Randolph then commenced this action pro se raising a number of issues, including ineffective assistance. Randolph moved for appointed counsel, and requested an evidentiary hearing on his ineffective-assistance claim. The state argued that the Missouri Court of Appeals correctly rejected Randolph's claim and no evidentiary hearing was necessary. The magistrate judge4  denied the motion for appointed counsel, and subsequently recommended denying the petition without holding a hearing, rejecting Randolph's ineffective-assistance claim for the same reason as the Missouri Court of Appeals. After moving for and receiving an extension of time in which to file written objections to the magistrate judge's review and recommendation, Randolph moved to dismiss his petition without prejudice. The district court denied this motion, and denied the petition based on the magistrate judge's review. Randolph moved for reconsideration of this order, claiming he still had time to object. The district court denied the motion, and this appeal followed.

On appeal, Randolph maintains that the district court erred by (1) concluding he could not establish a prima facie case under Batson; (2) rejecting his ineffective-assistance claim; (3) refusing to hold an evidentiary hearing on the motion or to appoint counsel; and (4) failing to follow its own scheduling order regarding the time for filing objections. In response, the state argues that (1) the underlying Batson claim is procedurally barred; (2) Batson issues are not cognizable on collateral review; and (3) the district court correctly denied Randolph's petition without holding an evidentiary hearing or appointing counsel.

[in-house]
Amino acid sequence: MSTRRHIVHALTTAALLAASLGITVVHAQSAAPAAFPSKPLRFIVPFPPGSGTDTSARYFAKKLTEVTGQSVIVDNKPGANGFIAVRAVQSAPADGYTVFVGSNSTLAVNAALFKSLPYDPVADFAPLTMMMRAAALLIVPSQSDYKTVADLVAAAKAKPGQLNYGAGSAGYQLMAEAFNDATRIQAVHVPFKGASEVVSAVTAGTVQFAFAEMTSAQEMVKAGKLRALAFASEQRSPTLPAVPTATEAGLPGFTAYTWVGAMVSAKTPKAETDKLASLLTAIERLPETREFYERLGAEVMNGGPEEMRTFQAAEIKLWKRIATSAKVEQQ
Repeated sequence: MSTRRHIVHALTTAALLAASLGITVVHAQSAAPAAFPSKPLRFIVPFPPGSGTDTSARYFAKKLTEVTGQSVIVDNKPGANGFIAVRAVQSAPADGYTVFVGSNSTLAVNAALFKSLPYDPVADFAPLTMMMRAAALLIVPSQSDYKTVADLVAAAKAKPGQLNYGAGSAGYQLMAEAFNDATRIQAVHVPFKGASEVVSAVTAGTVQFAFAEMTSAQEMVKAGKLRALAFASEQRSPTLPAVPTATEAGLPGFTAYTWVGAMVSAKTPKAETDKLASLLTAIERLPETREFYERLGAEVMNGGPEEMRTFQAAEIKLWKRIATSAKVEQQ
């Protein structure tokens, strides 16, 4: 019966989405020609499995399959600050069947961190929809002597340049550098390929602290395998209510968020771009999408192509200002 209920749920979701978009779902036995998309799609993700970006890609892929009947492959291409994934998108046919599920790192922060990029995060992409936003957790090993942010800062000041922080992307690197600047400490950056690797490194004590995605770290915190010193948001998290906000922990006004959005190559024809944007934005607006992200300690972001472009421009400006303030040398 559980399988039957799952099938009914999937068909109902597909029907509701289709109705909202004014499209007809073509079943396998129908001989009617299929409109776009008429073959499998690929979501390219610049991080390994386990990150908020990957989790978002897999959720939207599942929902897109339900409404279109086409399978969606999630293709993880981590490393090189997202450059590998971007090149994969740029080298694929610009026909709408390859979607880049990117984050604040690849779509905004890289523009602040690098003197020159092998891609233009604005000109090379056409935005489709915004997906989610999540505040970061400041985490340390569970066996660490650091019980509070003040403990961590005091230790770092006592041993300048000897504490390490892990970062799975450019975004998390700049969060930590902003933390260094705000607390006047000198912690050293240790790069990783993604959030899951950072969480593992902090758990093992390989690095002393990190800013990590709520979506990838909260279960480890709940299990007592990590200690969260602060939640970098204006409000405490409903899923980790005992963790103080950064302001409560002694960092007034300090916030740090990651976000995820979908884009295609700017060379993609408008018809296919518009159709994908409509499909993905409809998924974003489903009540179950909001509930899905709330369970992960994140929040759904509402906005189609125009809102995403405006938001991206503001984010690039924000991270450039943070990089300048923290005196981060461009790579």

We agree with the state that Randolph is procedurally barred from asserting a Batson claim as an independent ground for relief. Although Randolph raised Batson independently in his state postconviction motion, he abandoned it on appeal, arguing Batson only in connection with his ineffective-assistance allegation. This bars federal habeas review of the Batson claim absent a showing of cause and prejudice. Stokes v. Armontrout, 851 F.2d 1085, 1092 (8th Cir. 1988), cert. denied, 488 U.S. 1019, 109 S. Ct. 823, 102 L. Ed. 2d 812 (1989). Randolph does not assert any cause for his default, and ineffective assistance of postconviction counsel is no longer a valid excuse. See Coleman v. Thompson, --- U.S. ----, 111 S. Ct. 2546, 2568, 115 L. Ed. 2d 640 (1991). The state's argument regarding the cognizability of Batson issues in habeas cases has recently been rejected by this court. See Jones v. Jones, 938 F.2d 838, 842 (8th Cir. 1991).